Volume 7 , Issue 5 - October 2012 Print | Email
Militarism, Public Memory, and the Pro Football Hall of Fame

In the wake of the September 11, 2001 terrorist attacks and the subsequent declaration of a “war on terror,” references and tributes to the military were ubiquitous in American popular culture. Political scientist Jamesder Derian has referred to the conflationphoto - NFL Hall of Fame of media, entertainment, and militarism as the “military-industrial-media-entertainment network,” or “MIME-NET.” This phenomenon is not new, but has been amplified in recent years. Even as the United States has ended its war in Iraq and announced plans to do the same in Afghanistan, popular culture celebrations of the military have intensified. This has especially been the case in sports.

Sports leagues and media have produced an almost endless list of military-themed events and programming, including flyovers, ceremonial first-pitches and coin tosses by military personnel, songs performed by members of the Armed Forces, collaborations with military charities, games sponsored by military organizations or contractors, on-field enlistment ceremonies, and near-constant platitudes from broadcasters designed to “support the troops.” Among the more recent iterations of this is a traveling museum exhibit for the Pro Football Hall of Fame called, “Pro Football and the American Spirit.” This exhibit, housed in the Hall of Fame throughout 2008 and 2009, and currently traveling throughout the country, features multiple points of identification between the game—especially in the National Football League (NFL)—and the military. As such, it shapes an audience that is positioned to view war as necessary and noble, with the mythological warrior ethos of professional football serving as rhetorical support.

photo - NFL football display posterAs a part of a museum, “Pro Football and the American Spirit,” invites consideration from the perspective of memory studies. Numerous scholars across various disciplines have noted a growing interest in memory or, in the terminology of rhetorical studies, public memory. Put simply, how a culture remembers or memorializes the past reveals much about that culture’s anxieties and political concerns in the present. This explains why trauma generally, and war specifically, occupy a central place in public memory, especially in the United States.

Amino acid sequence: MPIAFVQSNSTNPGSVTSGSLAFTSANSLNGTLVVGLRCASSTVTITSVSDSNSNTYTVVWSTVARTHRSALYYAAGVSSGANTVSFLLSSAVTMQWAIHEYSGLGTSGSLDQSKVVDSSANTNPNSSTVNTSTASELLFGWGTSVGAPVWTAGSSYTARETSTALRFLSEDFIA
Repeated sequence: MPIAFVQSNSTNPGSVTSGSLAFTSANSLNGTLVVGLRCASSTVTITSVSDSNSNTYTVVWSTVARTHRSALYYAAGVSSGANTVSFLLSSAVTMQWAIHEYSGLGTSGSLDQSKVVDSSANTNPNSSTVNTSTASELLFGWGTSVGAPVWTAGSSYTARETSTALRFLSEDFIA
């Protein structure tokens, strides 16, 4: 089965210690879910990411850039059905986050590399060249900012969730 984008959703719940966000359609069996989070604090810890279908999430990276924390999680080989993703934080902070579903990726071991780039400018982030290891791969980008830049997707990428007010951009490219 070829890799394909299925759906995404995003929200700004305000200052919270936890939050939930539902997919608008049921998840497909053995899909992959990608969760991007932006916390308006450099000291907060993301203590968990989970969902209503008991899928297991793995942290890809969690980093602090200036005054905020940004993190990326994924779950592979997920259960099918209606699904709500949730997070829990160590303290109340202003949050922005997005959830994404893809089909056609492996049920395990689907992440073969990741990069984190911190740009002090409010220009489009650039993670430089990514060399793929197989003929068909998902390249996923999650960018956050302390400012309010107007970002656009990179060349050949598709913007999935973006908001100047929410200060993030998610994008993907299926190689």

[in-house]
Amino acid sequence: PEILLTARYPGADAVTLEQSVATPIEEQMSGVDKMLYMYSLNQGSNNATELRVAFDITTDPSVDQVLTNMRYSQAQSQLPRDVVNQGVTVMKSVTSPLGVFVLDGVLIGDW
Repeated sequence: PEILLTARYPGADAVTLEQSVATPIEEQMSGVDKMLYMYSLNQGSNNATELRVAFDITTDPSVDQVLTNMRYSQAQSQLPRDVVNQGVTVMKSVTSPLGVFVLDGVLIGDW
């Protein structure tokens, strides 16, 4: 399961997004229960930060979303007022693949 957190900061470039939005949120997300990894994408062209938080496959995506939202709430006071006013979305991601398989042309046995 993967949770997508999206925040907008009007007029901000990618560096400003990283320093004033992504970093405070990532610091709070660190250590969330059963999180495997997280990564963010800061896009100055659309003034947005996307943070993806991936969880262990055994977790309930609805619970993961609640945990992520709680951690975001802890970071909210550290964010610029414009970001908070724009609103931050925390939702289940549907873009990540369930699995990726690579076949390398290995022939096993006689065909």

The sport of football is already linked rhetorically to war and militarism. Much of this discourse is based on the mythology of the “warrior,” a term that conveniently conflates soldiers and football players. Key to this myth is sacrifice, for in both endeavors the warrior must give up his body for a greater cause. Although many sports depend on individual deference to team, the physical toll of football and the metaphorical “war” over territory makes it an ideal vehicle for affirming the virtues of war.

Sacrifice is related to memory, for those who have sacrificed—their lives in war and their bodies in football—are those who earn the greatest honor. “Pro Football and the American Spirit” thus makes use of the warrior myth and the theme of sacrifice in an exhibit that, in the words of the Hall of Fame’s website, “recalls the stories of triumphs, tragedy, and personal sacrifice made by the more than 1,200 players, coaches, and administrators who interrupted or delayed their pro football careers to serve their country during times of military conflict.” I visited the exhibit in Canton, OH on March 12, 2009, before it embarked on its tour. Based on this visit, I argue that “Pro Football and the American Spirit” exploits the football/war metaphor in ways that affirm the necessity of war and marginalize any competing images of heroism and citizenship.

The traveling exhibit details the military service of professional football players from World War II to the present day. Each conflict was presented in a circular chronology, which meant that World War II and the War on Terror were next to one another. Although an argument can be made this was simply a matter of chance, it is also important to note these wars have been compared regularly in the past decade, both because 9/11 was frequently compared to the bombing of Pearl Harbor and because these two wars are largely understood as “just” or “virtuous” causes for the United States. The flip side of this equation is the ambiguity symbolized by the wars in Korea and especially Vietnam, and it is striking that these two conflicts were less visibly displayed than other moments of war or patriotism.